Waterbury is in central Vermont’s Washington County, 13 miles northwest of Montpelier. Since Tropical Storm Irene rocked the city’s economy and landscape in 2011, the community has been on the recovery, with the assistance of FEMA’s Long Term Community Recovery Team. The village’s largest employers are Ben & Jerry’s and Green Mountain Coffee Roasters.
7. Enosburg Falls
Enosburg Falls is a village in the larger town of Enosburgh, and it boasts one of the more accessible real estate markets in the state. The median home value here is $160,600, nearly $10,000 less than the state median of $170,250. Every June, the community hosts the Vermont Dairy Festival, which donates its proceeds to local concerns. Throughout 2009 and 2010, nearly $20,000 went to local schools and scholarships.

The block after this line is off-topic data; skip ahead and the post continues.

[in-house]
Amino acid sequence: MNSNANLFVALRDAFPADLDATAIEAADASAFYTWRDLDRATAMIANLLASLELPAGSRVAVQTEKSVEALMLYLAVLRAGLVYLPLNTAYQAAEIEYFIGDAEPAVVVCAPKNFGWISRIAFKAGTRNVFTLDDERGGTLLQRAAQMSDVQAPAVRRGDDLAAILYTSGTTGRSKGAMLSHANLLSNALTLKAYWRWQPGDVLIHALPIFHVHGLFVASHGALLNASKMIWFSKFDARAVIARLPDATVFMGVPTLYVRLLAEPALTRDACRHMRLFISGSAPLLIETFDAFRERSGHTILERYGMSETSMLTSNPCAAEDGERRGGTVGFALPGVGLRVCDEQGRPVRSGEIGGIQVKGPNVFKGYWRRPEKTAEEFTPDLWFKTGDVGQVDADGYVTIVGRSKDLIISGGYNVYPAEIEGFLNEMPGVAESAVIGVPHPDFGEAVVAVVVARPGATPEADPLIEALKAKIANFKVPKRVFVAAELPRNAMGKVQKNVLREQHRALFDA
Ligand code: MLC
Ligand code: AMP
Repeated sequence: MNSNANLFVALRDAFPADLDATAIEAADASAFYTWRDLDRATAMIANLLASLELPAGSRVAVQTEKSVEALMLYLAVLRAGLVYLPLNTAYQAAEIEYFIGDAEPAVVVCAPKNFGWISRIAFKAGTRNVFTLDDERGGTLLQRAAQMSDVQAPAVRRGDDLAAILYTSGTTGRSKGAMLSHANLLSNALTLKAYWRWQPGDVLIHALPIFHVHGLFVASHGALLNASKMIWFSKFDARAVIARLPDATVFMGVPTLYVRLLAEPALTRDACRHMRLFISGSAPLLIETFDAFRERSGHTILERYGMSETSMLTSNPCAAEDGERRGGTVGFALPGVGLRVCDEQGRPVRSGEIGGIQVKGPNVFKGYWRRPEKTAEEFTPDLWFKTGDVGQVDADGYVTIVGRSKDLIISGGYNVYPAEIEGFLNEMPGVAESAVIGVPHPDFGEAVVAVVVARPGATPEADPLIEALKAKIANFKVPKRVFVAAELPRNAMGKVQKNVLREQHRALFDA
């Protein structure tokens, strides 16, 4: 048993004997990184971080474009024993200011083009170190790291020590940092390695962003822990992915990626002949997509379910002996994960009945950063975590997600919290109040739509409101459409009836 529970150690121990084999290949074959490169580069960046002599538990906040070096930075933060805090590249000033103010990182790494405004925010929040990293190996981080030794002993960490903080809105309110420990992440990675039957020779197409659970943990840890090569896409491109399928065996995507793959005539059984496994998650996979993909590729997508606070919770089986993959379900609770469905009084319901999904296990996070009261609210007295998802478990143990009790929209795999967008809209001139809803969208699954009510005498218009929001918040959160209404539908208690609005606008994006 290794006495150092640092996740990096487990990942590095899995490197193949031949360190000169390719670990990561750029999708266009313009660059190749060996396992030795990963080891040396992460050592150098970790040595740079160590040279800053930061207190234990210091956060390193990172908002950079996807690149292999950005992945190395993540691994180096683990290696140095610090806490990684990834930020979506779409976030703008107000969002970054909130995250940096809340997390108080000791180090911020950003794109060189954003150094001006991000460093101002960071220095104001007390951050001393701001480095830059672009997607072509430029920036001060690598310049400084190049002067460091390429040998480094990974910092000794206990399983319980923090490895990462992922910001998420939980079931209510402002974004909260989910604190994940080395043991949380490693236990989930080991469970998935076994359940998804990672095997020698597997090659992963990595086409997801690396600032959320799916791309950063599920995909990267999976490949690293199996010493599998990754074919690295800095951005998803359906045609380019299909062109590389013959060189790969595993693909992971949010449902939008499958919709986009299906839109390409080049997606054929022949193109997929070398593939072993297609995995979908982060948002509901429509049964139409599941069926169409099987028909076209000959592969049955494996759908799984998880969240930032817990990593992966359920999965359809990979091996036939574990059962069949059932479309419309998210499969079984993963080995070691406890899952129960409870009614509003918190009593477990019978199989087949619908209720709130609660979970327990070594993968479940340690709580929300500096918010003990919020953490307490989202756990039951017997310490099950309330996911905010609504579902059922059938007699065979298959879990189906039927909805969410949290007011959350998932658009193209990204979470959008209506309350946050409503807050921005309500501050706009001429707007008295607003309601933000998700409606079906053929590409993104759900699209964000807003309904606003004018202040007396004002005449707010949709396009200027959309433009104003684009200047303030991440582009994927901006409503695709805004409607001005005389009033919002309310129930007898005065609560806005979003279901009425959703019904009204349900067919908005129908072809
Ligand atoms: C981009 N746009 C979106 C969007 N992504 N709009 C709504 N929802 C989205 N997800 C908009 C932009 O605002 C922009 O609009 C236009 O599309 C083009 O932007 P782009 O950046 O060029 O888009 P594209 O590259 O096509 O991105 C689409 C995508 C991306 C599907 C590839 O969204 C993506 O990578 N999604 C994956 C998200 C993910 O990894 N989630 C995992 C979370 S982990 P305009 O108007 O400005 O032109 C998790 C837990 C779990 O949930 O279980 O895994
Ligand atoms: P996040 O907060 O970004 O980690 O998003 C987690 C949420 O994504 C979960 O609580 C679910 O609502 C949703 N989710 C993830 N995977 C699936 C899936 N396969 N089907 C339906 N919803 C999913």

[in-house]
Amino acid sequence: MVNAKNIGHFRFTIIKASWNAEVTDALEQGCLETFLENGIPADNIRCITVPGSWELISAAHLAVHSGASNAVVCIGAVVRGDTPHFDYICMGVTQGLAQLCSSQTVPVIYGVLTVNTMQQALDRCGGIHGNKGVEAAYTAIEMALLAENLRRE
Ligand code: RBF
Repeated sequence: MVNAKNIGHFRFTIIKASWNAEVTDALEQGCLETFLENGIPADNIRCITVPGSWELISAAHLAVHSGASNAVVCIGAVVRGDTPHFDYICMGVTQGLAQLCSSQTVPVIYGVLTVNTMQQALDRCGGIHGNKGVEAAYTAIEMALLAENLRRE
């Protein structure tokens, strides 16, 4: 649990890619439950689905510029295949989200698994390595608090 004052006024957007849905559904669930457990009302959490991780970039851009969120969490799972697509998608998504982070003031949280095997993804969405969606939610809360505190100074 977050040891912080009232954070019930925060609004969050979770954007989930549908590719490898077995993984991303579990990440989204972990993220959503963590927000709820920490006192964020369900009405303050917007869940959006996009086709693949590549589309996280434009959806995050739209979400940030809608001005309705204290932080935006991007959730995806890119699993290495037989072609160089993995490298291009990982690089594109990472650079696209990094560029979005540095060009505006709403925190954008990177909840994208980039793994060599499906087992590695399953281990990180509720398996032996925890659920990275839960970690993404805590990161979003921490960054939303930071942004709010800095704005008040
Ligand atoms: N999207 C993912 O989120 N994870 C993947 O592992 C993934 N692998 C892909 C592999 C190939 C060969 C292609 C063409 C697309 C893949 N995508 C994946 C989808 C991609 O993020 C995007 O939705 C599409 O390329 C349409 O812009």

8. Essex Junction
Essex Junction is a 9,498-person village in Essex proper. Major employers in the community include IBM and the Department of Homeland Security, which employs 400 people. The local school district is excellent, too. The Center for Technology, Essex, for example, gives students a chance to experience apprenticeships with local businesses.
Middlebury is the seat of Addison County and home to one of the most respected liberal arts colleges in the nation. In addition to offering 850 courses in 44 different majors, Middlebury College is one of the region’s largest employers, with 922 full-time employees. Education for younger residents is great, too, with Middlebury Union High School. Students there regularly excel on the SAT; in 2013, in writing, they outperformed the national average by 52 points.